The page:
Maritime History of the Great Lakes

Scanner, v. 34, no. 9 (Mid-Summer 2002), p. 6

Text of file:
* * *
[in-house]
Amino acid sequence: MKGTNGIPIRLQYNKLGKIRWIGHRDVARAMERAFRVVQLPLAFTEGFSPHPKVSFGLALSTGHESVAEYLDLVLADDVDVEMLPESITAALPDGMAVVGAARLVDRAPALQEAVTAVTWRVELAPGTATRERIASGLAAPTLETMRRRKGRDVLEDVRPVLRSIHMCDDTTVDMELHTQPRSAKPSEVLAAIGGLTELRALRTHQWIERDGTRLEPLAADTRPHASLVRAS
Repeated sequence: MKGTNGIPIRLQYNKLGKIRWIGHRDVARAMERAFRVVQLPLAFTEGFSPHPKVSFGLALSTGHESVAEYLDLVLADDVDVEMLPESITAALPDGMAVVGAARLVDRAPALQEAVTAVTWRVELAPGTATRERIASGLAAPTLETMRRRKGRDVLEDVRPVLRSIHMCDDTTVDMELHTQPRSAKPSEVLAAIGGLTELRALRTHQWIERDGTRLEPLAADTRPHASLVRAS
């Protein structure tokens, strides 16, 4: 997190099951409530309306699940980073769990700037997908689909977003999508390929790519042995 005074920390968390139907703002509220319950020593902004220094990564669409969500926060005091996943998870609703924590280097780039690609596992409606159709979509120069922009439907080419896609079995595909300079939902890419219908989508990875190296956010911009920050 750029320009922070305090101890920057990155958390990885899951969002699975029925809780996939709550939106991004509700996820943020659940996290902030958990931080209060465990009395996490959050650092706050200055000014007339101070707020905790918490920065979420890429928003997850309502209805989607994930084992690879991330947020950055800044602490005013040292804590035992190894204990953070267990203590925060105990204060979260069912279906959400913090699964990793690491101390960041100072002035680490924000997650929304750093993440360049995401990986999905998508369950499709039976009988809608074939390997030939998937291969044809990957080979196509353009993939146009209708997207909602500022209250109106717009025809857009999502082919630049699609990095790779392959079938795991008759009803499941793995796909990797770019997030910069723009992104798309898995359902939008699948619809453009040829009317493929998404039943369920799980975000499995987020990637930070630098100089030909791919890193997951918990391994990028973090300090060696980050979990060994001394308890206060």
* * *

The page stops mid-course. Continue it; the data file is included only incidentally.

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Ship of the Month No. 269 HAMONIC When we left the history of the famous and beautiful passenger steamer HAMO­ NIC in the May issue, she had just completed her 1924 season and was not yet even half-way through her illustrious career. She still was operating on the route from Detroit and Windsor to Sarnia, the Canadian Soo, Port Arthur and Duluth, accompanied from early spring to late autumn by the older HURONIC, and in the summer high season by the larger but misfit NORONIC. Despite a number of ownership changes since the construction of HAMONIC in 1908-1909, she still was operated by the Northern Navigation Company Limited (by then a wholly-owned subsidiary of C. S. L. ) until about 1925, when the operating firm became the Northern Navigation Division of Canada Steamship Lines. During the autumn of 1924, a press report (later denied by the company) sta­ ted that the Northern Navigation boats would be making Cleveland, Ohio, their eastern terminus. Such a change had been discussed by the firm (and rumoured in the press) for several years, but nothing ever would come of it. HAMONIC, as usual, spent the winter of 1924-1925 at Sarnia, accompanied by HURONIC, NORONIC and the excursion steamer THOUSAND ISLANDER, and for the 1925 season, Capt. W. H. Montgomery and Chief J. W. McLeod again were ap­ pointed to HAMONIC. The 1925 season was a good one for HAMONIC until after her passenger season was over. Running in the post-season freight trade, she ran foul of the "Gales of November" on Lake Superior, and came very near to losing her battle with the big lake. During the first week of November, 1925, HAMONIC was bound from Sarnia to Port Arthur on her last upbound trip of the season. She was only partially loaded, carrying some 1, 000 tons of package freight and, fortunately, no passengers. On November 5th, battling a 55 m. p. h. gale some 20 miles west of Caribou Island, HAMONIC lost her propeller and fell off into the trough of the seas, where she wallowed helplessly, blowing distress signals and firing red rockets. She was spotted by Capt. George Banker of the Pittsburgh Steam­ ship Company's upbound steamer RICHARD TRIMBLE, once before HAMONIC's situa­ tion had become desperate, and again later after her way had been lost. It took hours before Capt. Banker was able, battling the heavy seas, to bring the TRIMBLE close enough to HAMONIC for shouted communications between the ships to be established. Then, with HAMONIC having tossed into the lake a heaving line attached to a ringbuoy, it took four tries before the TRIMBLE was able to get close enough to pick up the line and haul it over, followed by a heavier line and then a towing hawser. Capt. Banker actually brought the TRIMBLE within 25 feet of HAMONIC's bow! RICHARD TRIMBLE then took HAMONIC in tow and took her to safety, dropping the tow off Point Iroquois in Whitefish Bay, where HAMONIC was put to anchor late on November 6th. By that time, Capt. Banker had been on the bridge of the TRIMBLE for more than 48 hours without sleep and more than 30 hours with no meals. HAMONIC eventually was picked up by the Great Lakes Towing Company tugs L. C. SABIN and IOWA, which arrived with her at the Soo on the 8th. There, HAMONIC'S severely damaged cargo was unloaded and the steamer later was towed to the shipyard at Collingwood, where the necessary repairs could be completed. HAMONIC would spend the entire winter at Collingwood. The 1926 season again saw HAMONIC involved in an accident, but one that was, fortunately, not of serious consequence. The October issue of "Canadian Railway and Marine World" noted that the "Northern Navigation Co.'s s. s. HA­ MONIC, while inward bound from Duluth, Minn., collided with the s. s. AMERI­ CA, outward bound, near the entrance to the Kaministiquia River, Fort Wil­ liam, early on Sept. 13, during a dense fog. A glancing blow was struck the AMERICA, but neither ship suffered much injury, the collision being so slight that the passengers were not disturbed in their berths. " AMERICA (U. S. 107367) was 182. 6 feet long and 937 Gross Tons. Owned by Booth Fishe­ ries Co., Duluth (the United States and Dominion Transportation Company),

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